By Clyde Hughes – Re-Blogged From Newsmax Health
An experimental drug developed by Johns Hopkins University researchers appears to slow down the progression of Parkinson’s disease and its symptoms in mice, a statement from the university said this week.
The researchers said that the drug called NLY01 has been proven in studies to block the degradation of brain cells that is the leading cause of Parkinson’s disease. The treatment has been used in the past to treat diabetes, researchers said in the university statement.
The study’s results, which were published last month in the journal Nature Medicine, reported that NLY01 works by binding to glucagon-like peptide-1 receptors on the surface of certain cells. Similar drugs are used widely in the treatment of type 2 diabetes to increase insulin levels in the blood, the university statement said.
“NLY01 also prolongs the life and reduces the behavioral deficits and neuropathological abnormalities in the human A53T α-synuclein (hA53T) transgenic mouse model of α-synucleinopathy-induced neurodegeneration,” researchers said in the Nature Medicine study.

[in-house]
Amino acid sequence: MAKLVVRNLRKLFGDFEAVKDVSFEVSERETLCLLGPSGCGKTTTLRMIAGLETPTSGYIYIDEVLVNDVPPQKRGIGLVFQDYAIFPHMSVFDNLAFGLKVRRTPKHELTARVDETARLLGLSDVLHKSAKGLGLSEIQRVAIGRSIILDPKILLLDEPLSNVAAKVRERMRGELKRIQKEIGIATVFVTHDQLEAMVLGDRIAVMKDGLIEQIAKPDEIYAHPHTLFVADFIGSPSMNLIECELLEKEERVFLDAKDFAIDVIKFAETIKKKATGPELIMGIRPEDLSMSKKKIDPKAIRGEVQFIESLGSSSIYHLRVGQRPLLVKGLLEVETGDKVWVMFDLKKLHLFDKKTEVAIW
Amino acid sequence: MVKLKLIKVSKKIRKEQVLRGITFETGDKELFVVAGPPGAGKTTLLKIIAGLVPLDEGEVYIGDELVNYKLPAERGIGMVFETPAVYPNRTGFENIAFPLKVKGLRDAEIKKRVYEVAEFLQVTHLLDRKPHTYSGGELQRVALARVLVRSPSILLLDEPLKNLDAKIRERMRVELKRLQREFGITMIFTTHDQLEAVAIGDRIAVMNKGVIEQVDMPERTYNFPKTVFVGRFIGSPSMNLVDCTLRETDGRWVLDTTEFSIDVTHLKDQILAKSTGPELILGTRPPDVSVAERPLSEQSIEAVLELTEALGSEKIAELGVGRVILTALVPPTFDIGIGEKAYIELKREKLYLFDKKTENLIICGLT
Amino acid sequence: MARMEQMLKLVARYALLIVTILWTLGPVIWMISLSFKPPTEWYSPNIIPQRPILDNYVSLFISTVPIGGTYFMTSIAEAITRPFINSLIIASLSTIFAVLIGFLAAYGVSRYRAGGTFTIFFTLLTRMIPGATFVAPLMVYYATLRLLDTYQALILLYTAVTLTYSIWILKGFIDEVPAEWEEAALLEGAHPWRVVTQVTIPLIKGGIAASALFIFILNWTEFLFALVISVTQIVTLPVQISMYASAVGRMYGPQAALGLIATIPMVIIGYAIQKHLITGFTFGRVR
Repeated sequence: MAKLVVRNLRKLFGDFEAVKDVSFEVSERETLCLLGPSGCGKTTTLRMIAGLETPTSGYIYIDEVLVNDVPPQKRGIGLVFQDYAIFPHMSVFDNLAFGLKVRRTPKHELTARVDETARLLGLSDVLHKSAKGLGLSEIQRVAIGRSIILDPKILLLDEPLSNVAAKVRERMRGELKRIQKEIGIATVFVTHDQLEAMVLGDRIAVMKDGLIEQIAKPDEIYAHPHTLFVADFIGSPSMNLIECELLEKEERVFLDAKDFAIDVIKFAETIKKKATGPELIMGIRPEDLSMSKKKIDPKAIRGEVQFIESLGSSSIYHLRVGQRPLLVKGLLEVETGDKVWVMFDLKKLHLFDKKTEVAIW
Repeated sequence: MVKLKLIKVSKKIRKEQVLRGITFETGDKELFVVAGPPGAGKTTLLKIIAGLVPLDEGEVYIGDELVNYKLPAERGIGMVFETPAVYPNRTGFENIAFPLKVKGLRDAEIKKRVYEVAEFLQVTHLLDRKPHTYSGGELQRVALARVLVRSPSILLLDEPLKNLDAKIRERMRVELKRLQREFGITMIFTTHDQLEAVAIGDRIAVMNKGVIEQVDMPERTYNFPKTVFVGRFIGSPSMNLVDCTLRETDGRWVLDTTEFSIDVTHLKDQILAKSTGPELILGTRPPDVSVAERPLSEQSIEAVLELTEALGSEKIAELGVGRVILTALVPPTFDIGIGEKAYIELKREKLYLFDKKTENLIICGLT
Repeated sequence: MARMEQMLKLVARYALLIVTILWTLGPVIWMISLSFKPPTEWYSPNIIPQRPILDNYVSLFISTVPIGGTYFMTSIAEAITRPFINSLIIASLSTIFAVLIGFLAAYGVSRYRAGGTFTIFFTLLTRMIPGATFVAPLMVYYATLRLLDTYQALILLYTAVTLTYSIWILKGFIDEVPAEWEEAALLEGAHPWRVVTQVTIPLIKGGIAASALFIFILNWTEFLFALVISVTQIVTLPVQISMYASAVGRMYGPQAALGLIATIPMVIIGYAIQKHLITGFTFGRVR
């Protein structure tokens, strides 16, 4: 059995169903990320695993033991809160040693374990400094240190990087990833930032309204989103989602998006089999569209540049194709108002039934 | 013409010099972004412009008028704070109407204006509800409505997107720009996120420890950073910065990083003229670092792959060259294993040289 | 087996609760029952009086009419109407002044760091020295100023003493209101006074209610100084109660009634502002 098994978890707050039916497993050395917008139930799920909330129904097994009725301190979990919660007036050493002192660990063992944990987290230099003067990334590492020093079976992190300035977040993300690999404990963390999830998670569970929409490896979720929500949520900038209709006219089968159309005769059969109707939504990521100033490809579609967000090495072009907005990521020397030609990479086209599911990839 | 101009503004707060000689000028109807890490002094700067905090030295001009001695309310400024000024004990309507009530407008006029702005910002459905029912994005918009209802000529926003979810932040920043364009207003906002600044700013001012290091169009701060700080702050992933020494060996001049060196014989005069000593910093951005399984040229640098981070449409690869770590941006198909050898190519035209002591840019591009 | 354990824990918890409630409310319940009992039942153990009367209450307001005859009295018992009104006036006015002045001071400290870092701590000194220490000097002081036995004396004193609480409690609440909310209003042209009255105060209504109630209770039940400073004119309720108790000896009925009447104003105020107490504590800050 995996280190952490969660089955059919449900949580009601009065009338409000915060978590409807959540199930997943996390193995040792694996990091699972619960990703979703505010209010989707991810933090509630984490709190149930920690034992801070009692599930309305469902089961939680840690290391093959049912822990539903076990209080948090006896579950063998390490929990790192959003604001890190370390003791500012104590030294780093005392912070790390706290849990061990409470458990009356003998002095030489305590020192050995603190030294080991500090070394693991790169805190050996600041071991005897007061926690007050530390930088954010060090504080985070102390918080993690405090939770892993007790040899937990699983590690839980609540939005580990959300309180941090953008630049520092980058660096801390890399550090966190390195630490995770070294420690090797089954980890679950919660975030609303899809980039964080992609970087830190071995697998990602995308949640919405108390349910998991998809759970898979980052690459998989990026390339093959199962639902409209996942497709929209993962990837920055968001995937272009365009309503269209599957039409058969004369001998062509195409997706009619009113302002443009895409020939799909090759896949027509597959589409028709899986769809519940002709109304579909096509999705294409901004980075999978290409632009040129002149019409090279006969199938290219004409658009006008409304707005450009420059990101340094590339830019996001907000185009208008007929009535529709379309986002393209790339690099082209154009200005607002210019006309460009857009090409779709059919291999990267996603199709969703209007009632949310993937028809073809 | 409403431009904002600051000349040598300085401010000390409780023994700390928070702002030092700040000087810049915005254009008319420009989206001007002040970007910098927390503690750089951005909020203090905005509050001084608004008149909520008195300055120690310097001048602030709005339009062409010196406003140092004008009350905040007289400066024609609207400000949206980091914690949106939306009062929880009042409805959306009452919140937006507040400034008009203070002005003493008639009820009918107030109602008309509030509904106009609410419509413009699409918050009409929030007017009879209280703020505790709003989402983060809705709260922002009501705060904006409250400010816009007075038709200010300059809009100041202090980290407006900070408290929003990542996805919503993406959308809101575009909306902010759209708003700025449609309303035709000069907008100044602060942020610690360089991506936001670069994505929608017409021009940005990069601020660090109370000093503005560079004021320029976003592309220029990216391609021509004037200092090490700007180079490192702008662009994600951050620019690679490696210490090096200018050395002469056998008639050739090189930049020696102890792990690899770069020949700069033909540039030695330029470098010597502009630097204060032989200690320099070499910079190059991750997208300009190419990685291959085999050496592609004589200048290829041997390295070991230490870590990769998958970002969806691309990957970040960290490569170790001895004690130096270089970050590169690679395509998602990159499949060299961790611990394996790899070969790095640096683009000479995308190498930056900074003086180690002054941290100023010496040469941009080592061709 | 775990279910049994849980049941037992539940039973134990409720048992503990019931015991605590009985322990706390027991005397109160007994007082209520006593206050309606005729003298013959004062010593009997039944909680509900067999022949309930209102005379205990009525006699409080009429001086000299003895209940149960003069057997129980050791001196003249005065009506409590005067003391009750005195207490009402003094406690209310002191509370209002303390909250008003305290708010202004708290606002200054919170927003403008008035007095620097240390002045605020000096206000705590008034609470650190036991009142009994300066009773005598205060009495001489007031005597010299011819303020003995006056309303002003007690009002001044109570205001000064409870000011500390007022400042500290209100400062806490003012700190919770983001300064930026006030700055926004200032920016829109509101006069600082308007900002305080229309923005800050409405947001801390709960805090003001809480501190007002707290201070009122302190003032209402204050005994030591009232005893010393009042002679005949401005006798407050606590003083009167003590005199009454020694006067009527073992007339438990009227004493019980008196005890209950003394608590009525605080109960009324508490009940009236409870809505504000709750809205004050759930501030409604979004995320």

Parkinson’s disease is a progressive disorder of the nervous system that affects about 1 million people in the United States and 10 million worldwide, according to the Parkinson’s Foundation.
“It is amazingly protective of target nerve cells,” Ted Dawson, director of the Institute for Cell Engineering at the Johns Hopkins University School of Medicine, said in the university’s statement.
The drug is expected to move to clinical trials later this year, the statement said. Dawson added that if planned clinical trials are successful in humans, it could be one of the first treatments to directly target the progression of Parkinson’s disease, not just the muscle rigidity, spasmodic movements, fatigue, dizziness, dementia, and other symptoms of the disorder.
Dawson cautioned that NLY01 must still be tested for safety as well as effectiveness in people but based on the safety profile of other similar drugs, he does not anticipate any major hurdles on the way to human trials.
The researcher added that they are hopeful that NLY01 could, in a relatively short period of time, make an impact on the lives of those with Parkinson’s, the university statement said.